Octopuses are classic examples of wild animals that are stranger than fictional ones. They are highly intelligent and voracious marine predators capable of shape-shifting and camouflage. From tales of legendary sea monsters like the Kraken, to the more recent depiction of the octopus-headed Davy Jones from the Pirates of the Caribbean, octopuses have inspired and captivated the human imagination for centuries.

Octopuses are cephalopods (which references the way the head connects to the foot) like the squid, cuttlefish, and nautilus and have tentacle-like appendages around their head. Their head (technically called the mantle cavity) is a vault containing all of its vital organs including its heart, brain, gills and gonads. Octopuses have evolved from the same ancestors as gastropods (stomach footed creatures) like snails and slugs, making them cousins of sorts. While scientists are not entirely sure why the octopus evolved without a shell, one explanation could be that life outside the shell was one with more flexibility, access, and opportunities. This could also explain the evolution of heightened cognitive abilities in these softbodied molluscs; to help them outsmart and survive the cutthroat world of the ocean.

Octopuses function on three hearts, the equivalent of nine brains, and blue-coloured blood (copper-rich blood called haemocyanin). If this seems peculiar, how they procreate and the mysterious circumstances and events that surround their coupling are even more intriguing. Octopuses are “semelparous” in their life history. They breed only once in their lifetime, soon after which they die. While this phenomenon of hormone-programmed death soon after producing offspring seems unusual and heartbreaking to us humans, could this be an evolutionary strategy to protect young octopuses from their parents, who are known to have cannibalistic tendencies? Or is it a way to keep octopus populations in check? These are scientific mysteries that still need hard answers.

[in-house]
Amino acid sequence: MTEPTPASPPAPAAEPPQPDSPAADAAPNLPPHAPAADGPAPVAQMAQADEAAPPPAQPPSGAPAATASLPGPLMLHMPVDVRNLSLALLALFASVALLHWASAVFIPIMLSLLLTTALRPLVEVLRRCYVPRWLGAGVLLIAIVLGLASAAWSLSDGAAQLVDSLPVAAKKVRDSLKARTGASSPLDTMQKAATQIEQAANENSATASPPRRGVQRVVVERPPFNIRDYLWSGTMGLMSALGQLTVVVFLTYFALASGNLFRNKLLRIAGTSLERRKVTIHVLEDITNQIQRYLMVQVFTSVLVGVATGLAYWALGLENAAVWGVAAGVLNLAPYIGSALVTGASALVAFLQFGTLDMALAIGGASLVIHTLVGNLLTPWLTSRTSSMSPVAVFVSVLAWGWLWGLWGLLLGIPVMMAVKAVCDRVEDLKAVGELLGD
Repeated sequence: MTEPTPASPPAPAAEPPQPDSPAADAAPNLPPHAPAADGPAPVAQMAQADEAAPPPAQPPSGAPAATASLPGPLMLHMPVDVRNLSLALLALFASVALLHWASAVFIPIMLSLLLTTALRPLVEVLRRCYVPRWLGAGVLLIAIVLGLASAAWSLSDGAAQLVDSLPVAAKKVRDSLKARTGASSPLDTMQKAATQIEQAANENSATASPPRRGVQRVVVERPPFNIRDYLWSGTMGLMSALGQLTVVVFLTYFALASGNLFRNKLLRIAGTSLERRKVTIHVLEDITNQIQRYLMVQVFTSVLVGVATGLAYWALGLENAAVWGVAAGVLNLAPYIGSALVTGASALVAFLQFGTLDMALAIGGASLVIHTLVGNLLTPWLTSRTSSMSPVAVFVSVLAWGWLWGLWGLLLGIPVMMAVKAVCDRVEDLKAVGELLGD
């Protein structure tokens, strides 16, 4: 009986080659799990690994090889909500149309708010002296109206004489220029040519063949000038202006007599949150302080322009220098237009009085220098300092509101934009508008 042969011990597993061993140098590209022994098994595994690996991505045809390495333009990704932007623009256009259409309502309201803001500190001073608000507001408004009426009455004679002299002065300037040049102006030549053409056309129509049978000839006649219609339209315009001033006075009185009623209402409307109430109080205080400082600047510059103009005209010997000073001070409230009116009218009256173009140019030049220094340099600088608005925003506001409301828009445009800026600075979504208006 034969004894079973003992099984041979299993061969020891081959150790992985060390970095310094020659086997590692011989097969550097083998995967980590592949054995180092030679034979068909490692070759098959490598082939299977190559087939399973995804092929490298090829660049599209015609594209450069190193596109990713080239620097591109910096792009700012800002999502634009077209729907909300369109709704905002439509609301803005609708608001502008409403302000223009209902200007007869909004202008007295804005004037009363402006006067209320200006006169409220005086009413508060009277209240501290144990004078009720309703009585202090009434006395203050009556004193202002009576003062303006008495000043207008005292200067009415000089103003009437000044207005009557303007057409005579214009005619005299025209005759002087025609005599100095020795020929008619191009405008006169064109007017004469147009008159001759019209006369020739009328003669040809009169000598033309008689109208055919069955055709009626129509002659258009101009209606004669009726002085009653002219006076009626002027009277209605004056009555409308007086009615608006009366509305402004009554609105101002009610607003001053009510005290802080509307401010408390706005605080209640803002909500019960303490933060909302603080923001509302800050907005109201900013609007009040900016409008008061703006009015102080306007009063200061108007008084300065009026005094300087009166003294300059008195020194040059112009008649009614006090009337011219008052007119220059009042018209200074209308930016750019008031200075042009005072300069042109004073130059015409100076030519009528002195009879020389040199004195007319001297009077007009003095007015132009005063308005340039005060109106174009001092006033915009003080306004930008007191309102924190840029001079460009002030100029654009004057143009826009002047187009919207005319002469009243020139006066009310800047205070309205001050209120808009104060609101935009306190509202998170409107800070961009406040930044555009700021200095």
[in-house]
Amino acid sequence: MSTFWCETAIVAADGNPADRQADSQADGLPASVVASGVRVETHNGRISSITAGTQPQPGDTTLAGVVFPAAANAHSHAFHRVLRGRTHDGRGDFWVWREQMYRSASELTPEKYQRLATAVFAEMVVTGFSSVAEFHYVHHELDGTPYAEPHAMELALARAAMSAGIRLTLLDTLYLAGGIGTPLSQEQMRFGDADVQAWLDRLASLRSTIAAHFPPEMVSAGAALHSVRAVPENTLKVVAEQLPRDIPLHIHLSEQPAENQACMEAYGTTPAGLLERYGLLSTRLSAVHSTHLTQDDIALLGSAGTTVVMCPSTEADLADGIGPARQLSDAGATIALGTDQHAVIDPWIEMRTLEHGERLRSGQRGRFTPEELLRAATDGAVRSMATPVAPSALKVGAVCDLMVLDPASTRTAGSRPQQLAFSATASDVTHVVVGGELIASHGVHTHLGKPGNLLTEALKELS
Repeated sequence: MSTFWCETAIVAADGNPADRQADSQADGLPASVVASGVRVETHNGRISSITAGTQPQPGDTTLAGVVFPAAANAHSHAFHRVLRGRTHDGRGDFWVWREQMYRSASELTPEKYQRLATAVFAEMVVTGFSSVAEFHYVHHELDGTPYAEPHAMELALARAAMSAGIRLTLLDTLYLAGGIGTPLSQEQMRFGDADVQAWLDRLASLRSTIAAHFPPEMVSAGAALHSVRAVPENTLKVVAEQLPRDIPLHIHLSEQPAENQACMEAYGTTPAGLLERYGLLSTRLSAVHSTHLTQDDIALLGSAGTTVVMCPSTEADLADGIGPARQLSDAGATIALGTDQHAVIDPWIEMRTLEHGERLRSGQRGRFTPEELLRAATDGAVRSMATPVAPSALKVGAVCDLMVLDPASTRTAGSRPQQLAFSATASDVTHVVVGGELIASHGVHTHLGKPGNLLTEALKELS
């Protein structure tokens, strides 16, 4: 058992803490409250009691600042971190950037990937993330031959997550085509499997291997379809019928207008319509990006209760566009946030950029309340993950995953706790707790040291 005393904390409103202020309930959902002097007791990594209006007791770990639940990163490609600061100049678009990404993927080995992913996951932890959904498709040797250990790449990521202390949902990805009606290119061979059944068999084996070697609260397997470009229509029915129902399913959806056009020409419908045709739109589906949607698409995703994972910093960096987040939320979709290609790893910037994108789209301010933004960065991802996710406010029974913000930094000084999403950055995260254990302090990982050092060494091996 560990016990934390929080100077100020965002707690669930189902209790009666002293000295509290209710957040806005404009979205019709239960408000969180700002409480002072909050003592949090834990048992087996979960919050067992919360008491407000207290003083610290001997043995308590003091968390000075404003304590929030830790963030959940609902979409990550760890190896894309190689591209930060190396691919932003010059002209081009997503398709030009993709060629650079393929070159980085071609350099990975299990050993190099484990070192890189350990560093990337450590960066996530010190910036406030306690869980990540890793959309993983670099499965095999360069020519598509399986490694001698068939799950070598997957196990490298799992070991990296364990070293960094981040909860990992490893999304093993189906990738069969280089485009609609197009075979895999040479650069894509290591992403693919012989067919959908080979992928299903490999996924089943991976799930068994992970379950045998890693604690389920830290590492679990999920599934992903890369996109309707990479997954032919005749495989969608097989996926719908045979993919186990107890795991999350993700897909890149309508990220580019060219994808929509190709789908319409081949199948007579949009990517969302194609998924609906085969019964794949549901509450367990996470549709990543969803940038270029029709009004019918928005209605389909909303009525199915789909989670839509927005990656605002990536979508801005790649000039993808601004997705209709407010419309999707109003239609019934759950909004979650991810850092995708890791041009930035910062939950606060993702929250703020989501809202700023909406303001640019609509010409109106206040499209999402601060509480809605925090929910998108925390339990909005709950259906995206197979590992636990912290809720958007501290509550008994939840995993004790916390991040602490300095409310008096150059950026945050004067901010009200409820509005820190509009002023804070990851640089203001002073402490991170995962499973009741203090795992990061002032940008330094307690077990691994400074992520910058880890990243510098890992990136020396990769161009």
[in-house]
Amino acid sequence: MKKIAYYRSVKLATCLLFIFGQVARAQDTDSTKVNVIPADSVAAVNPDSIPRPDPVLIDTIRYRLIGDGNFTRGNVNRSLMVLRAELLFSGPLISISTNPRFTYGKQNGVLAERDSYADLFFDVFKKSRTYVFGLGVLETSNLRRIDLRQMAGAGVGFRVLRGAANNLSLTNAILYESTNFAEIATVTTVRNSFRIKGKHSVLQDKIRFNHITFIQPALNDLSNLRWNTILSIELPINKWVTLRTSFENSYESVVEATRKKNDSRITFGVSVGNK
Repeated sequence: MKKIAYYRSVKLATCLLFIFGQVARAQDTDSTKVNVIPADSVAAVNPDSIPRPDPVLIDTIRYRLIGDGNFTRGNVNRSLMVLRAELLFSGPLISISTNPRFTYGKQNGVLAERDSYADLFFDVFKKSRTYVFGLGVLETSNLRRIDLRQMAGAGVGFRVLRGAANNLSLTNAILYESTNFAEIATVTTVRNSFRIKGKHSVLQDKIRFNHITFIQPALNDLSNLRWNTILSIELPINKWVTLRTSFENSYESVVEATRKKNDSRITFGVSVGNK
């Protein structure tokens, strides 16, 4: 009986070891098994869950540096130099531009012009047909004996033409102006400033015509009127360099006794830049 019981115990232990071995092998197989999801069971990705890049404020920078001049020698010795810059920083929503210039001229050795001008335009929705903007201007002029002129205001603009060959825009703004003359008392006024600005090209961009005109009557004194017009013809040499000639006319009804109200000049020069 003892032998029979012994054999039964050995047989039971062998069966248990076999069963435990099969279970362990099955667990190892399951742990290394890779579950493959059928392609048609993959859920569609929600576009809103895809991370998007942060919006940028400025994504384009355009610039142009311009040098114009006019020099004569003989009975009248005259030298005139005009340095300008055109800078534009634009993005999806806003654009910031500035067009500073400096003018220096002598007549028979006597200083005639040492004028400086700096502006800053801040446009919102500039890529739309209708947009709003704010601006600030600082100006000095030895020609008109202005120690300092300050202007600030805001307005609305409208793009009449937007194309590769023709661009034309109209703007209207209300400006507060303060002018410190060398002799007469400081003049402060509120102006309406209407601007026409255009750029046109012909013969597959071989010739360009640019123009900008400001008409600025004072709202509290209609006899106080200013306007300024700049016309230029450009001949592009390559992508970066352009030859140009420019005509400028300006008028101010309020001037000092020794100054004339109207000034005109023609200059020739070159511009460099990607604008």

Over the past few years, India has seen a surge in the demand for octopus meat, especially in the export markets. As octopus fisheries prepares to scale up, covering larger areas, targeting juveniles or egg-bearing females and aiming for higher yields, incorporating what we understand of the ecology of these incredible animals will not only help protect these species but also our deep relationship with them.